If you want to be perfectly honest, the much-anticipated (ultra-hyped?) launch of Apple’s new operating system, Leopard, has been a mixed success – perhaps a 6 or 7 out of 10.
For all the excitement about 300 features (Time Machine, blah, blah, blah), Leopard is not a mind-blower. It’s a solid upgrade, which has already seen a major bug fix less a month after its release.
What has been most interesting about Leopard is the perception among Apple users that it should be wonderful, it should be completely bug-free, and it should blow Microsoft’s Vista out of the water. After all, this is Apple we’re talking about – the plucky under-dog that has persevered through its dedication to design and function, and, of course, the brilliance of Steve Jobs.
The reality, however, Leopard isn’t perfect but no one should expect perfection when you’re talking about a complex operating system. It’s software, not a chocolate cake.
But – and this is a big but – the Apple/Mac market has changed dramatically in recent years. It’s no longer just a relatively small group of rabid (avid?) Mac users who were more than willing to give Apple the benefit of the doubt because it was trying to be better and push the envelope. If things went wrong, the Mac Nation not only carried on but happily pitched in to help.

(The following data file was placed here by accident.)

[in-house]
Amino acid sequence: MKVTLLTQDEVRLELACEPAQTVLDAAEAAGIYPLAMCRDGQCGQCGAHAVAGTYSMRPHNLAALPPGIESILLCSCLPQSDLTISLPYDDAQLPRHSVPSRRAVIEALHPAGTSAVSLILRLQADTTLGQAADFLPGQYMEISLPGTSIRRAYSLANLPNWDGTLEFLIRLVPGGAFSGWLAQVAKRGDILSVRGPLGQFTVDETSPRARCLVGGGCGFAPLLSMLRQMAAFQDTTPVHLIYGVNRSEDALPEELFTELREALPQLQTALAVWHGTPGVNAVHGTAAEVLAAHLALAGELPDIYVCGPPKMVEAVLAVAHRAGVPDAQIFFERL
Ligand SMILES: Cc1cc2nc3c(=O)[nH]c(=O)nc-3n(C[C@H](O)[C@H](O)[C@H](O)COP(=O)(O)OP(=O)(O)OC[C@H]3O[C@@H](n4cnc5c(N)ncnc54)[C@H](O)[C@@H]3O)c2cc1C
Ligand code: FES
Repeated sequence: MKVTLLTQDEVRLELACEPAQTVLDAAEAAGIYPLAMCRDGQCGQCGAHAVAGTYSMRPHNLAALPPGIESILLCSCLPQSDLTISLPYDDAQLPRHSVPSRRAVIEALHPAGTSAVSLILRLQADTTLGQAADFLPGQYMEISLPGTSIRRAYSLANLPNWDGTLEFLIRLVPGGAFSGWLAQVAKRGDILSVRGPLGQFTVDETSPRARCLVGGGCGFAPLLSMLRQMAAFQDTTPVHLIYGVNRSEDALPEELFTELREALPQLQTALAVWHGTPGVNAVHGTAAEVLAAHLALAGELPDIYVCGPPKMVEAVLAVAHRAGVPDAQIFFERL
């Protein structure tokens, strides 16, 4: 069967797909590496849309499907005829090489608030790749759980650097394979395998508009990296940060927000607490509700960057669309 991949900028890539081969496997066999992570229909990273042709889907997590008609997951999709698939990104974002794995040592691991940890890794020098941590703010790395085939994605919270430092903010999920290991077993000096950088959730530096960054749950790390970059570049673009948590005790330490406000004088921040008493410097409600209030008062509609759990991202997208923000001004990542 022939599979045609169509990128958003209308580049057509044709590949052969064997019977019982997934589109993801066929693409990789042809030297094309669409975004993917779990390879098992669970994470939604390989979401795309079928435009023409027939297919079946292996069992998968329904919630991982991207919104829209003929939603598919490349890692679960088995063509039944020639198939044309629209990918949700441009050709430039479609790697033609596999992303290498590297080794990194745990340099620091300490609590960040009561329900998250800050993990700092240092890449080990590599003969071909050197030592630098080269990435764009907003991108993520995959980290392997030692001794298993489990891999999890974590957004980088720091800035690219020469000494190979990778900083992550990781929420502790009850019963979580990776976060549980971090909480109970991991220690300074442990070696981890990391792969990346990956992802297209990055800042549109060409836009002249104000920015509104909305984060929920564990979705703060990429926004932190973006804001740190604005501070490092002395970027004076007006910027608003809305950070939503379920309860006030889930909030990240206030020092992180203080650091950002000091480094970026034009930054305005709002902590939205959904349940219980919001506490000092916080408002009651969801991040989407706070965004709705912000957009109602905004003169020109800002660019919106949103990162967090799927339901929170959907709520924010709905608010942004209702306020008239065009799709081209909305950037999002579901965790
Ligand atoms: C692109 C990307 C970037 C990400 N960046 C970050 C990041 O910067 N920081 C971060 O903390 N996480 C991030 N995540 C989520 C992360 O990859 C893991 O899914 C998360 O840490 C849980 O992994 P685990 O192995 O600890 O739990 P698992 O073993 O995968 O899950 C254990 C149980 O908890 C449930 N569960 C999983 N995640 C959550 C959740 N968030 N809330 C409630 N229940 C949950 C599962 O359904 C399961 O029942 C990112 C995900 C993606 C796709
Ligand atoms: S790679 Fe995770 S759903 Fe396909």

Today, the Mac community is different. The success of the iPod, iMac and MacBook have pushed Apple into the mainstream. People who would never consider having a Mac now carry on about them during cocktail parties. I mean, my parents have a MacBook, an iMac and an iPod.
The mainstream is good for Apple’s revenue, profits and a higher stock price but it’s demanding. When you’re a mainstream product or service, it just has to work. The mainstream is intolerant of mistakes, screw-ups and flaws.
This explains why the problems with Leopard have started to gain so much attention, including the bug fix. A few years ago, it wouldn’t have garnered that much attention. The Mac Nation might have just rolled with the punches and carried because, at the end of the day, the Mac was better.
This is going to be a major challenge for Apple. While it’s become super-cool and hip, the consumer landscape is different. As much as Apple can rely on cool design, the iPod, Steve Jobs, great marketing and a culture of innovation, the mainstream can be an awfully demanding taskmaster.
(Hat tip to friend and fellow mesh organizer Stuart MacDonald, who articulated this theory about Apple during our initial mesh ’08 organizing meeting)
More: Poor Robert Scoble’s having Mac woes. Sounds like Jeff Jarvis’ Dell Hell rant. As well, Rob Hyndman has some thoughts about the reaction to a recent post he did on problems installing Leopard. It says a lot about the Mac Nation or, at least, some of them.
Update: Mr. Scoble’s got a new hobby-horse: Apple. The guy sure has a knack of how put himself into the middle of the conversation/spotlight.
Update II: Seth Godin has a post (Dec. 14, 2007) looking at how the growing popularity of MacBooks could be a “problem” because:
When your entire culture is organized about being the other, the outsider, the insurgent, the one that’s better than the masses… (like Starbucks, btw), what do you do when you are the masses? It’s a good problem to have, but it’s still a problem.